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  • Writer's picturePatrice Schelkun

It's Bloomin' Art

One of the best things about living in Florida during the winter months is that we are surrounded by luscious colors when all is dead and grey (or white!) up north. We see the blue-green of the surf, the myriad greens of the palms, and of course the brilliant hues of the flowers that we’re lucky enough to witness in bloom at this time of year.

In celebration of flowers, the Naples Art District is hosting a winter event that pairs artists of various mediums with those whose creative talents are in the art of floral arrangement. Artful Arrangements pairs top area floral designers with painters and other NAD artists to create unique floral designs inspired by various artist's works. Visitors to participating NAD studios will have the opportunity to view the finished floral pieces together with the art that inspired them, and to vote for their favorites. It’s a fun opportunity to explore all the different types of art being created throughout the district.

Paula Brody, president of the Naples Art District, said Artful Arrangements is based on a similar event at the Boston Museum of Fine Arts. “The premier of Artful Arrangements last year was a huge success and exceeded our highest expectations in every way,” said Brody. “The event drew hundreds of visitors who marveled at the spectacular arrangements, fine art, and creativity of both artists and designers.” This year’s events will take place over four days, from February 22 - 25.

In addition to professional florists, last year’s event drew eight members of the Naples chapter of Ikebana International. Nearly double that number are expected to participate this year. Devotees of Ikebana study Japanese cultural practices as well as the very specific art of Japanese floral design. Unlike typically extravagant American floral designs, Ikebana has precise parameters and looks much simpler. It was first practiced by Buddhist priests some 600 years ago, who collected flowers and other natural materials from areas around their temple to create arrangements used on the altar. Modern Japanese citizens often place such arrangements in a sacred place within the home.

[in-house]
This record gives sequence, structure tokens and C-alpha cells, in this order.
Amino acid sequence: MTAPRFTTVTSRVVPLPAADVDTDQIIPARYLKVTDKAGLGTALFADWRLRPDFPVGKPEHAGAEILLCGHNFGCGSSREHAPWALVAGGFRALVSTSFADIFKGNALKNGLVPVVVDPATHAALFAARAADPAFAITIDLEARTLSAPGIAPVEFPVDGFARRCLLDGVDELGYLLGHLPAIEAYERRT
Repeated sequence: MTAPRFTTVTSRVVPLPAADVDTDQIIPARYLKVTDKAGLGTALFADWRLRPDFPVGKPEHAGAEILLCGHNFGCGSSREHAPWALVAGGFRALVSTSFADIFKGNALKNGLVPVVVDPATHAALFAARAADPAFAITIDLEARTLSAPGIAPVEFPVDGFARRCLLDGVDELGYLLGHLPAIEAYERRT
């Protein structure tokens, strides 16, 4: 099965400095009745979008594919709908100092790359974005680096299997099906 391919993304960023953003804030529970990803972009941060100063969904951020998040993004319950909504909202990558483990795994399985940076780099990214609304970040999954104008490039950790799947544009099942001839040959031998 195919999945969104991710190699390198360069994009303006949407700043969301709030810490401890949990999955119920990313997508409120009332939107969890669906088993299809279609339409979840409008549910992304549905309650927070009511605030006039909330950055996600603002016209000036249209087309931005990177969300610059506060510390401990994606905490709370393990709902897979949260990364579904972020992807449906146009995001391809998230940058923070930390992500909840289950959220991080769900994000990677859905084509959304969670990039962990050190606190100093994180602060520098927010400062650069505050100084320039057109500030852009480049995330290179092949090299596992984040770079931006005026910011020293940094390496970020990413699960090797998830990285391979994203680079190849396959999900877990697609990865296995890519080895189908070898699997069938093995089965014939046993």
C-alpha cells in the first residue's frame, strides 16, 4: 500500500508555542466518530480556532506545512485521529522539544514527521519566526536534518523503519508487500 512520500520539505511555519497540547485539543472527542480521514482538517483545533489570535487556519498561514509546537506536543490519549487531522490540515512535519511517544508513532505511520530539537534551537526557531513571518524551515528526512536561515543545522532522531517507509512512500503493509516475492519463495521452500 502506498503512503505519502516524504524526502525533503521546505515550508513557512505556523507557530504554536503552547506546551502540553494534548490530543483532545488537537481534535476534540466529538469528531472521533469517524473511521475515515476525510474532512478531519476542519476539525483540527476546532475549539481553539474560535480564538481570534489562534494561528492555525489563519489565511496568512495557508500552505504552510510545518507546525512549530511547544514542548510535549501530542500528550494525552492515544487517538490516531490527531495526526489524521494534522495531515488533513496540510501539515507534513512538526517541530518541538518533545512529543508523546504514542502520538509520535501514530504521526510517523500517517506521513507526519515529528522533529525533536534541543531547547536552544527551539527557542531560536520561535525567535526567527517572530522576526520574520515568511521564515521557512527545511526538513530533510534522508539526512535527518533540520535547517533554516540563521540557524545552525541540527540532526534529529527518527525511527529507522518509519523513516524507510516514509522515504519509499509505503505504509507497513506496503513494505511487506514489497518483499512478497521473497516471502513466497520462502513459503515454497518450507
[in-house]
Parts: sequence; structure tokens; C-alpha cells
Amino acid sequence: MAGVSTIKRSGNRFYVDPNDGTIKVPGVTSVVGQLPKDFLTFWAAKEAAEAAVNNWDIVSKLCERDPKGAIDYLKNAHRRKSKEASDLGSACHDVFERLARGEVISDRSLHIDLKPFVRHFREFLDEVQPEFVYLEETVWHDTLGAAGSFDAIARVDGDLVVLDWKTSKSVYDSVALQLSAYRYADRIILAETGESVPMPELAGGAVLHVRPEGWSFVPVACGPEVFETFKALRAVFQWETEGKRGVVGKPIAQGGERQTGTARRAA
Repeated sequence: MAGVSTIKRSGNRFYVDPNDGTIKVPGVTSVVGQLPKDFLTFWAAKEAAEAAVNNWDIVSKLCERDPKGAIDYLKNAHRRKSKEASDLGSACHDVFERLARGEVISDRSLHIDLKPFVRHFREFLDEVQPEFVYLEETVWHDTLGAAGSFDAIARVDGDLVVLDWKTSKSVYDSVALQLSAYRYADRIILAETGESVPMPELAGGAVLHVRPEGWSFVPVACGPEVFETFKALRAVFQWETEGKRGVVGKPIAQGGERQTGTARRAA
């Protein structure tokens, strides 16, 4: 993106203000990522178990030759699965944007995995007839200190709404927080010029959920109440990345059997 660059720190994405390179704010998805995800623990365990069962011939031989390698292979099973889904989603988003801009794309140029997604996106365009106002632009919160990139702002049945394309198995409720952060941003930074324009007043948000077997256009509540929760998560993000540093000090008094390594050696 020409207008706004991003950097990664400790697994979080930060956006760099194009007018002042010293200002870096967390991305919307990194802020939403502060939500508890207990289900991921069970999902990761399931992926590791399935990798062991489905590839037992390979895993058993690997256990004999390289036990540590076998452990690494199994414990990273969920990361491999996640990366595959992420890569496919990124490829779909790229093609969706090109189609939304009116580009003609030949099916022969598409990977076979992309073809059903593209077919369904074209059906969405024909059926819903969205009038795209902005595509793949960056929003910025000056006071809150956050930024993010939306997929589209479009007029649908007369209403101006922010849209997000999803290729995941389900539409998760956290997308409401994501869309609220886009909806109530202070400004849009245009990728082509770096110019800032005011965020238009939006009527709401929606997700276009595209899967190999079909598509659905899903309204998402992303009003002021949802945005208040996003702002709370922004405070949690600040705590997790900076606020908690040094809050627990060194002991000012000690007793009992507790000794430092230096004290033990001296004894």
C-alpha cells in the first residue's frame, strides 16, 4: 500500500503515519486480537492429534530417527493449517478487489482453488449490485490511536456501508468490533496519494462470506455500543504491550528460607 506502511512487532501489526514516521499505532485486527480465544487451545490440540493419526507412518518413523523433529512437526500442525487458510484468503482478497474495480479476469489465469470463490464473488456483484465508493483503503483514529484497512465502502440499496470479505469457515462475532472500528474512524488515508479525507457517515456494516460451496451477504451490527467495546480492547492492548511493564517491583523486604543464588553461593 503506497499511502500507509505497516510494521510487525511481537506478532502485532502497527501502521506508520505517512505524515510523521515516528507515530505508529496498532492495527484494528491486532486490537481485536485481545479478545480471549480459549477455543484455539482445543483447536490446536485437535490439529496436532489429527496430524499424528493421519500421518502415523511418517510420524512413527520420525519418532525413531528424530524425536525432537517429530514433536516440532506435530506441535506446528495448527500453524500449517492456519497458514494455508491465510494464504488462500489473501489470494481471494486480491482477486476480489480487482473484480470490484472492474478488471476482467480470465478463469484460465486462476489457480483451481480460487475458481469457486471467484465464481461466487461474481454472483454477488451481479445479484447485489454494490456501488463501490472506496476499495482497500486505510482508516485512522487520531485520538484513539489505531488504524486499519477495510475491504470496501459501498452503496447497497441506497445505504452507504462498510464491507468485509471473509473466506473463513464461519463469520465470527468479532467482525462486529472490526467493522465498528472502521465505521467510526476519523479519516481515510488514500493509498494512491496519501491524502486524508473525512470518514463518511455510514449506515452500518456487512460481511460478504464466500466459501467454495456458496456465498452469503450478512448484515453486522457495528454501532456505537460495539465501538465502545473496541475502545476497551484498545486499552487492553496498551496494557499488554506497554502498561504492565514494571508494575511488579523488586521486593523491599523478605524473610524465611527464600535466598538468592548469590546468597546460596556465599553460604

Floral Designer Debbie Sarrio (Driftwood Garden Center) and Artist Deborah Martin


Fort Myers resident Margy Metzler spent seven years in Japan earning her teaching certificates in Ikenobo, the oldest form of the art. She now heads the Naples chapter of Ikebana and her own local school (, where she guides others in the practice as a Sensei (teacher). “Every design has a piece of us in it,” said Metzler, “How you are feeling that day, how the flowers and the arrangement make you feel.” Each floral design represents heaven, earth, and mankind, with elements placed at precise heights and angles in relation to each other.

My cousin, Amy Grambeau, is a new practitioner of this art form and a student of Metzler’s. She will be creating a design for Artful Arrangements this year and, I’m happy to say, we will be paired together. But the two of us decided to approach the project from the backside. Amy will make her arrangement first and I will do an oil painting based on her design. Of course, she will have to recreate her design at the end of the month to give me time to accomplish my part and the flowers to remain fresh. As much as we enjoy the beauty of flowers, the nature of the beast is that it is fleeting.

In the Naples Art District, on Shirley and Taylor Streets, J&C Boulevard, and adjacent streets in this commercial district of North Naples, you’ll find over 100 painters, photographers, ceramists, sculptors, woodworkers, glass artists, and jewelry makers, as well as those working in fiber art, printmaking, mosaic, pastels, and collage. For more information on Artful Arrangements and other events, including classes and monthly open studios, visit


Patrice Schelkun is a contemporary realist painter working in oil and on glass. She and her husband split their time between Naples and Lake George, NY. View her work at or

@schelkun_studio_arts on Instagram and Facebook.


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